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Universal Credit

House of Lords written statement – made on 5th October 2011.

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Photo of Lord Freud Lord Freud The Parliamentary Under-Secretary of State for Work and Pensions

In May 2011, the Department for Work and Pensions commissioned the Social Security Advisory Committee to undertake an independent review of passported benefits and their interaction with universal credit.

The committee has now updated the department on the progress of this review.

To inform its review, the committee undertook a period of consultation and information gathering from May to July 2011. This included:

a public consultation exercise that received over 60 responses from individuals and organisations representing disabled people, housing, offenders, schools and children, medical bodies, CAB, local councils, debt advice, fuel poverty, carers, and the devolved Administrations;a consultation exercise targeted specifically at academics aimed at identifying relevant research evidence in this area; and a small piece of qualitative research including focus groups with welfare rights advisers and a small number of in-depth interviews and focus groups with individuals who are claiming or who have claimed passported benefits.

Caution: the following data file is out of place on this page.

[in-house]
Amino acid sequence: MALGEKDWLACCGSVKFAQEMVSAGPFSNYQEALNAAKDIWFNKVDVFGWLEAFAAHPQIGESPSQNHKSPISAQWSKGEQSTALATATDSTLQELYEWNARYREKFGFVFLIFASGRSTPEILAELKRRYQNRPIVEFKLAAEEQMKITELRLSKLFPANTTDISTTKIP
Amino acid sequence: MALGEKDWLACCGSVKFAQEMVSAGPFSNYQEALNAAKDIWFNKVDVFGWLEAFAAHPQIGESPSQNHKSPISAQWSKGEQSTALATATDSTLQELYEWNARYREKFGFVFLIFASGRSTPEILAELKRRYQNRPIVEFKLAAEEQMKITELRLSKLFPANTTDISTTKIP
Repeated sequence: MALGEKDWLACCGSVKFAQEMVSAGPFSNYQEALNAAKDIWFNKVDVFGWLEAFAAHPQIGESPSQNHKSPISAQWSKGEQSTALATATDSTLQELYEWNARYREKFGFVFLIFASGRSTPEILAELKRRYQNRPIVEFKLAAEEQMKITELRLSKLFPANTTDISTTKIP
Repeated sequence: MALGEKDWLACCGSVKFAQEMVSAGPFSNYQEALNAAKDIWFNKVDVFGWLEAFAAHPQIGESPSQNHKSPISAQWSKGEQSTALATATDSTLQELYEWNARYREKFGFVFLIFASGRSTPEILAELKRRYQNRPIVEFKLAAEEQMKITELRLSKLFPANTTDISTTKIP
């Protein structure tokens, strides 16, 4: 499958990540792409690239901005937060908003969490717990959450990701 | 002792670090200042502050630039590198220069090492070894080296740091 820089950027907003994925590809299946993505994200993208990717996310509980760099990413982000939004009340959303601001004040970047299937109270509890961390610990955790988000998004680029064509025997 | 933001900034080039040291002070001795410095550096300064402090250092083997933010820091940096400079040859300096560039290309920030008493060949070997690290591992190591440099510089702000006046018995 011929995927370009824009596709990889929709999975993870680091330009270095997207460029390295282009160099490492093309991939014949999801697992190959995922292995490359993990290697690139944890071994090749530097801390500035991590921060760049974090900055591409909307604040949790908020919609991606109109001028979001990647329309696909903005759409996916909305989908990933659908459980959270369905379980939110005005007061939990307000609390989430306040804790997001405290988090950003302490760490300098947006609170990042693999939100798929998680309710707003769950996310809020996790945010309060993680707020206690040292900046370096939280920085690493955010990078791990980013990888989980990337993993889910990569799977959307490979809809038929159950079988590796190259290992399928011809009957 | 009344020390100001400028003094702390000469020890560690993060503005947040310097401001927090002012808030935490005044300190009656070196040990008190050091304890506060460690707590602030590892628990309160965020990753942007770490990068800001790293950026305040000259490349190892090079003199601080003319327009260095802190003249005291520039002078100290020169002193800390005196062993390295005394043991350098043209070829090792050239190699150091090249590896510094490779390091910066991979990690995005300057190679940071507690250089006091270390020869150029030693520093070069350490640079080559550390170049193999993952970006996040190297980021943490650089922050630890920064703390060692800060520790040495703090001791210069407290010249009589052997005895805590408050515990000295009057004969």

The information-gathering phase of the Social Security Advisory Committee's review has found that more than 25 different passported benefits are provided by government departments and through local authorities.

The committee's findings to date confirm that passported benefits are viewed by many respondents as fulfilling important needs. The consultation found that:

the value placed by claimants on individual passported benefits differs depending on their personal circumstances;respondents' views on the withdrawal and delivery of passported benefits were mixed. For example, some respondents supported a tapered withdrawal whilst others favoured a timed withdrawal when a claimant moves into work; andthe design of passported benefits should incentivise people to both move into work and stay in work.

The next stage of the committee's work will develop guiding principles for the design of passported benefits in relation to the universal credit. It has been asked to produce an advisory report by the end of January 2012. This report will set out the committee's full findings and the Department for Work and Pensions expects to publish this report and its response in spring 2012.

The Department for Work and Pensions has established a cross-Whitehall senior stakeholders group. This supports the department's ambition for a joined-up and comprehensive approach to passported benefits following the introduction of universal credit.